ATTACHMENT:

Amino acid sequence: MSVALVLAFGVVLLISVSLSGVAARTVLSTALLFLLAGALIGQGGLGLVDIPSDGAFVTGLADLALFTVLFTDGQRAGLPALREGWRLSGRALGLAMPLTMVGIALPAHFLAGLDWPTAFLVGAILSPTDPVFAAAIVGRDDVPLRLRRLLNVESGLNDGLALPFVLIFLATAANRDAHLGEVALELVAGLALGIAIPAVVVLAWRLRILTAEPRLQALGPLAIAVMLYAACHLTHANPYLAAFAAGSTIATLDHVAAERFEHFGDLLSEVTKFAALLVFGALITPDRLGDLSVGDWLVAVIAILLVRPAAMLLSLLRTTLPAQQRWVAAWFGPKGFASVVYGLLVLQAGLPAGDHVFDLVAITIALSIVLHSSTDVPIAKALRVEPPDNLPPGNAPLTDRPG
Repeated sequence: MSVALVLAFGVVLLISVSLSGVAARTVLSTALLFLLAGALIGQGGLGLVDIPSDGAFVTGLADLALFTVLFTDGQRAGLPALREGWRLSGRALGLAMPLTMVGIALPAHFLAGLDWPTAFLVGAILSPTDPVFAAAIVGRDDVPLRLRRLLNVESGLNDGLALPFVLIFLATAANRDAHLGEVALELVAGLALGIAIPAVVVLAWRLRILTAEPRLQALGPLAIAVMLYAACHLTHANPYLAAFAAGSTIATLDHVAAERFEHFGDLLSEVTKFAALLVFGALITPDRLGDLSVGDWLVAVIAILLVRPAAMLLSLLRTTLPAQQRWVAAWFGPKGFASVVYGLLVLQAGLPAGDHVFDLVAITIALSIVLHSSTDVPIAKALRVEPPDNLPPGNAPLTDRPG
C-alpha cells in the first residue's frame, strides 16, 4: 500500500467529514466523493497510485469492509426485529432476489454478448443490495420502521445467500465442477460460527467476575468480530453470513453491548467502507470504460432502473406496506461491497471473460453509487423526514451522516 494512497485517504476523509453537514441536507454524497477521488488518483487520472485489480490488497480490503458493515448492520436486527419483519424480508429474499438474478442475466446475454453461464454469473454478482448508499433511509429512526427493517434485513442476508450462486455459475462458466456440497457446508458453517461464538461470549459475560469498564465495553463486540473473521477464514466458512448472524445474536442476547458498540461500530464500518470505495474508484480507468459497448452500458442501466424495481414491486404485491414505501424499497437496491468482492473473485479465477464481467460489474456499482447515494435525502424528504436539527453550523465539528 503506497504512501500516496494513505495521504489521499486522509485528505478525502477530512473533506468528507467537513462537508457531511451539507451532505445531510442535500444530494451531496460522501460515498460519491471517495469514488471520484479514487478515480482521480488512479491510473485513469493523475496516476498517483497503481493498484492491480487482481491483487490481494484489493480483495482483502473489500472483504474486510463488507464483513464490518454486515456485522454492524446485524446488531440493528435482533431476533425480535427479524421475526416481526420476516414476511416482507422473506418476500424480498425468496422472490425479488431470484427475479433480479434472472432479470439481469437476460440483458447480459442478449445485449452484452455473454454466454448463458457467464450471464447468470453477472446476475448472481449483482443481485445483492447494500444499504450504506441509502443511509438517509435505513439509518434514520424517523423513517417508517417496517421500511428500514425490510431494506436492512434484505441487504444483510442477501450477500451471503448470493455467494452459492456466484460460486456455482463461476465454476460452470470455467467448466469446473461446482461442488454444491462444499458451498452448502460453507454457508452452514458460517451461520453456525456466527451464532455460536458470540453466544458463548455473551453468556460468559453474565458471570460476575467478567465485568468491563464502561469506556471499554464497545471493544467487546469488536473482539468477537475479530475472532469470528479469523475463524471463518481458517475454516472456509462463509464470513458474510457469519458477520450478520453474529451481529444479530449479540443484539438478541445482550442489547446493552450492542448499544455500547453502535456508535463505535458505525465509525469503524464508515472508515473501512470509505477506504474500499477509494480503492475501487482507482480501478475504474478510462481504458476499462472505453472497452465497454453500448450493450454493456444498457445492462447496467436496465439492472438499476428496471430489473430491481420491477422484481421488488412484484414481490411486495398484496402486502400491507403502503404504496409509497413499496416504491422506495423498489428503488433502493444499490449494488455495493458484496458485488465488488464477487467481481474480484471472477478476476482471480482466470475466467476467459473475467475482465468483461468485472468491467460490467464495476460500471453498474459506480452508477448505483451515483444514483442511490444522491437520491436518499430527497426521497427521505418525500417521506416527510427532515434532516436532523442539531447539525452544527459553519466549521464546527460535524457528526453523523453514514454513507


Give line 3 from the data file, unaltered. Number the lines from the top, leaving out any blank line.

C-alpha cells in the first residue's frame, strides 16, 4: 500500500467529514466523493497510485469492509426485529432476489454478448443490495420502521445467500465442477460460527467476575468480530453470513453491548467502507470504460432502473406496506461491497471473460453509487423526514451522516 494512497485517504476523509453537514441536507454524497477521488488518483487520472485489480490488497480490503458493515448492520436486527419483519424480508429474499438474478442475466446475454453461464454469473454478482448508499433511509429512526427493517434485513442476508450462486455459475462458466456440497457446508458453517461464538461470549459475560469498564465495553463486540473473521477464514466458512448472524445474536442476547458498540461500530464500518470505495474508484480507468459497448452500458442501466424495481414491486404485491414505501424499497437496491468482492473473485479465477464481467460489474456499482447515494435525502424528504436539527453550523465539528 503506497504512501500516496494513505495521504489521499486522509485528505478525502477530512473533506468528507467537513462537508457531511451539507451532505445531510442535500444530494451531496460522501460515498460519491471517495469514488471520484479514487478515480482521480488512479491510473485513469493523475496516476498517483497503481493498484492491480487482481491483487490481494484489493480483495482483502473489500472483504474486510463488507464483513464490518454486515456485522454492524446485524446488531440493528435482533431476533425480535427479524421475526416481526420476516414476511416482507422473506418476500424480498425468496422472490425479488431470484427475479433480479434472472432479470439481469437476460440483458447480459442478449445485449452484452455473454454466454448463458457467464450471464447468470453477472446476475448472481449483482443481485445483492447494500444499504450504506441509502443511509438517509435505513439509518434514520424517523423513517417508517417496517421500511428500514425490510431494506436492512434484505441487504444483510442477501450477500451471503448470493455467494452459492456466484460460486456455482463461476465454476460452470470455467467448466469446473461446482461442488454444491462444499458451498452448502460453507454457508452452514458460517451461520453456525456466527451464532455460536458470540453466544458463548455473551453468556460468559453474565458471570460476575467478567465485568468491563464502561469506556471499554464497545471493544467487546469488536473482539468477537475479530475472532469470528479469523475463524471463518481458517475454516472456509462463509464470513458474510457469519458477520450478520453474529451481529444479530449479540443484539438478541445482550442489547446493552450492542448499544455500547453502535456508535463505535458505525465509525469503524464508515472508515473501512470509505477506504474500499477509494480503492475501487482507482480501478475504474478510462481504458476499462472505453472497452465497454453500448450493450454493456444498457445492462447496467436496465439492472438499476428496471430489473430491481420491477422484481421488488412484484414481490411486495398484496402486502400491507403502503404504496409509497413499496416504491422506495423498489428503488433502493444499490449494488455495493458484496458485488465488488464477487467481481474480484471472477478476476482471480482466470475466467476467459473475467475482465468483461468485472468491467460490467464495476460500471453498474459506480452508477448505483451515483444514483442511490444522491437520491436518499430527497426521497427521505418525500417521506416527510427532515434532516436532523442539531447539525452544527459553519466549521464546527460535524457528526453523523453514514454513507